Tag Archives: January 2016

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Take a Deep Dive With DAU


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By Woody Spring  &  Rebecca Haydu-Jackson

A technical deep dive for a submarine may involve carefully characterizing submersion depths that approach the performance limits of hull integrity or other system limitations. For a scuba diver, a Deep Dive could be better understanding the capabilities and limitations of human performance or the depth at which nitrogen narcosis begins to set in. Continue reading

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Defense ARJ 76 | January 2016


To print a PDF copy of the complete issue, click here. Individual articles can be printed from the articles themselves.


To print a PDF copy of the complete issue, click here. Individual articles can be printed from the articles themselves.

From the Chairman and Executive Editor


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Dr. Larrie D. Ferreiro

Chairman Larrie FerreiroThe theme for this edition of the Defense Acquisition Research Journal is “The Method Matters.” The lead article is “Survey of Modular Military Vehicles: Benefits and Burdens,” by Jean M. Dasch and David J. Gorsich, which goes a long way to defining the often-misunderstood word “modularity” and provides a balanced look at the benefits and drawbacks of this acquisition methodology. Acquisition methodology is also at the heart of a classic article from the Summer 1995 issue of the Acquisition Review Quarterly, entitled “Technology Approach: DoD Versus Boeing (A Comparative Study),” by A. Lee Battershell. The author examines how the market-driven approach to development—where cost and schedule dominate decision making—contrasts with the military’s performance-driven approach and how each one can affect development time.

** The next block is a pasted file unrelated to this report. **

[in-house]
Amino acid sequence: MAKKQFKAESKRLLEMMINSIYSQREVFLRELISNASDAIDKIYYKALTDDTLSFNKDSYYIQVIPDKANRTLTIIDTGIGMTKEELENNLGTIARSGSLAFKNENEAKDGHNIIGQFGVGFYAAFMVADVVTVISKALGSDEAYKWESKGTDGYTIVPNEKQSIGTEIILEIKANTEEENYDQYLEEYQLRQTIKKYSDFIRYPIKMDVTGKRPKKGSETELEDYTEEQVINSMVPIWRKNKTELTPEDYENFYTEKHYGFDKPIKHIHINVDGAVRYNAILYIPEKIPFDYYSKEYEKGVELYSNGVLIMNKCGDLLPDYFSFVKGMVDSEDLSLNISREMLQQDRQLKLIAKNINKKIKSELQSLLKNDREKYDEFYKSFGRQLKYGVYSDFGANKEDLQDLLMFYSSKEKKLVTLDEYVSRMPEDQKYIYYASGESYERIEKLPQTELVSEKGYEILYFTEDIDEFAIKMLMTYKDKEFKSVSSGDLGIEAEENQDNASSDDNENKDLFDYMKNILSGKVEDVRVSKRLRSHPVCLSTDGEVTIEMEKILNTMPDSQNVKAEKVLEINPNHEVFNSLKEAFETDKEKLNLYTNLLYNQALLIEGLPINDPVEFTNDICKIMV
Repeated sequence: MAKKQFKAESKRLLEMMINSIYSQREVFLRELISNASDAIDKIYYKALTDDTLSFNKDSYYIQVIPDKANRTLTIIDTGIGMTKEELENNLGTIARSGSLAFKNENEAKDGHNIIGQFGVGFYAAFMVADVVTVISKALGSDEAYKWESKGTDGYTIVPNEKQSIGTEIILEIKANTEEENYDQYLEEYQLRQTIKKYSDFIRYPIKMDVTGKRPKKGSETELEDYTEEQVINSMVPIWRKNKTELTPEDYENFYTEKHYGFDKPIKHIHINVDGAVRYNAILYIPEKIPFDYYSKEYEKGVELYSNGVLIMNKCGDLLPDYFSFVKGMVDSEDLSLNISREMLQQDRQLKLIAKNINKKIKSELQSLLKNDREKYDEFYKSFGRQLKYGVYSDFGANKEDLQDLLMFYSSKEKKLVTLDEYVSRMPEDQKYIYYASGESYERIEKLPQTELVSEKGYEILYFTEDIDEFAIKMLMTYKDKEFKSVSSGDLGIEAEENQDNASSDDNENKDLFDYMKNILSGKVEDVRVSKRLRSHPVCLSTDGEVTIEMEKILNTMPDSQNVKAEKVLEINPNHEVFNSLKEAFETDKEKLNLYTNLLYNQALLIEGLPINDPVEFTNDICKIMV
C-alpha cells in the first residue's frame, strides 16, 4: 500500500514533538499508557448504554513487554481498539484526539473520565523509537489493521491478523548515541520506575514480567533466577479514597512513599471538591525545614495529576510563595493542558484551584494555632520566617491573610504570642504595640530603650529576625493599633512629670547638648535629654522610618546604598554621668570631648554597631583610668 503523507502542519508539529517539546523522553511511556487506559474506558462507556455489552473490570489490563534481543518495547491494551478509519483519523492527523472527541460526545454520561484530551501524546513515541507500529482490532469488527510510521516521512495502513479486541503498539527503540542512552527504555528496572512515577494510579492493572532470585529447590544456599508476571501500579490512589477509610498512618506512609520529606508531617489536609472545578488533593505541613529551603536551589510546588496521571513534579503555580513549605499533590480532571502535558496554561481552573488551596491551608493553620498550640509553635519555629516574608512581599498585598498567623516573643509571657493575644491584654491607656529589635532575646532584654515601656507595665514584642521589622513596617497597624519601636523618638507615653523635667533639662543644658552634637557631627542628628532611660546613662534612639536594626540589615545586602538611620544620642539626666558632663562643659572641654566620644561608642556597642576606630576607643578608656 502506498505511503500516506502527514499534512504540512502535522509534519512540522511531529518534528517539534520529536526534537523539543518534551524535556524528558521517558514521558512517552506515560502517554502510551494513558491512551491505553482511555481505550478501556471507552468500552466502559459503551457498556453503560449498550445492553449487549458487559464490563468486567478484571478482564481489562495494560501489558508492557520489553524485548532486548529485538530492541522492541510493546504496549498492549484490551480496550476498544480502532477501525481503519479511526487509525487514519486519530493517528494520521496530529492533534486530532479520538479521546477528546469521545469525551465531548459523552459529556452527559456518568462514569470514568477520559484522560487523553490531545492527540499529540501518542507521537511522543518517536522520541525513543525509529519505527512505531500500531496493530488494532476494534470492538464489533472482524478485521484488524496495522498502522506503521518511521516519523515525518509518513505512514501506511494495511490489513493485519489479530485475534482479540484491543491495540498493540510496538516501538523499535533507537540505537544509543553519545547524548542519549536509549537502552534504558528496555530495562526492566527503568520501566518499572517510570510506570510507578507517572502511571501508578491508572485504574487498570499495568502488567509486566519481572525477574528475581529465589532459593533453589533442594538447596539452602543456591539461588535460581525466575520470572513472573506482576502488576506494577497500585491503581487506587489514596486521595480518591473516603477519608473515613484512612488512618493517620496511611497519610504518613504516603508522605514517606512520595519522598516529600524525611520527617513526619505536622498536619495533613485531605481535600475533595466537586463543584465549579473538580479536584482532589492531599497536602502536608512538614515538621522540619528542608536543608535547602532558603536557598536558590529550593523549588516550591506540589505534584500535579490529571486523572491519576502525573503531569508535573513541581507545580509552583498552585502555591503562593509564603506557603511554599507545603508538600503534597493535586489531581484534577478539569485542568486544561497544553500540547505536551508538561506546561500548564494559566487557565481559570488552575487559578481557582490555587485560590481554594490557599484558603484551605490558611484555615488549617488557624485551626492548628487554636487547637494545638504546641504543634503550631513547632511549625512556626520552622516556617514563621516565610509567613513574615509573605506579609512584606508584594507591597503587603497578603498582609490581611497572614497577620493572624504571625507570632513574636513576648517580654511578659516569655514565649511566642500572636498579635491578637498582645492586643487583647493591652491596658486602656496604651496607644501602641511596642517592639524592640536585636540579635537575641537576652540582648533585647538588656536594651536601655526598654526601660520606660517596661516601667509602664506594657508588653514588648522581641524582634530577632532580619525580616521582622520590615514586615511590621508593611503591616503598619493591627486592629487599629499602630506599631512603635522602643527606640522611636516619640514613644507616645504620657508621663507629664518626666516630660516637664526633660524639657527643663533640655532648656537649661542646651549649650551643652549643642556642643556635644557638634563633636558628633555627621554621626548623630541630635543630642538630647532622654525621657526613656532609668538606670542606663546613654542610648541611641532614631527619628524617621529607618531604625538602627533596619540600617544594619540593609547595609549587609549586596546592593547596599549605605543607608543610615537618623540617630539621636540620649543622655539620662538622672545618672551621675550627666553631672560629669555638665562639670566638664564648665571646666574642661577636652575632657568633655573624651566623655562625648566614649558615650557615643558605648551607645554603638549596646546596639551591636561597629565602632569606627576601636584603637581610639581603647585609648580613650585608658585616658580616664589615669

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Survey of Modular Military Vehicles: Benefits and Burdens


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Jean M. Dasch and David J. Gorsich

Modularity in military vehicle design is generally considered a positive attribute that promotes adaptability, resilience, and cost savings. The benefits and burdens of modularity are considered by studying historical programs dating back to World War II. Using a taxonomy developed at the U.S. Army Tank Automotive Research, Development and Engineering Center, vehicles were considered based on horizontal modularity, vertical modularity, and distributed modularity. Examples were given for each type, including the most extensive attempt at horizontal modularity in the 1980s, known as the Armored Family of Vehicles. Following these examples, various cost/benefit studies over the life cycle of the vehicle are reviewed with differing conclusions depending on the initial assumptions. Finally, a number of design factors are included that should be considered in any program on modular vehicles, as well as some recent initiatives that guide the path forward.

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Technology Approach: DoD Versus Boeing (A Comparative Study)


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Author: A. Lee Battershell

This is an analysis of different approaches in the use of technology by Boeing and DoD to determine how they may have affected development time for the C-17 and the Boeing 777. Boeing’s focus on cost, schedule, performance, and market competition is contrasted to DoD’s focus on performance. The paper concludes that the mere existence of a technology should not obscure (a) the impact its maturity may have on program cost and risk, (b) whether it will meet a real need of the user as opposed to a gold plated one, and (c) whether the added development time it may require could pose unanticipated problems for the customer, or even result in fielding obsolete weapons systems.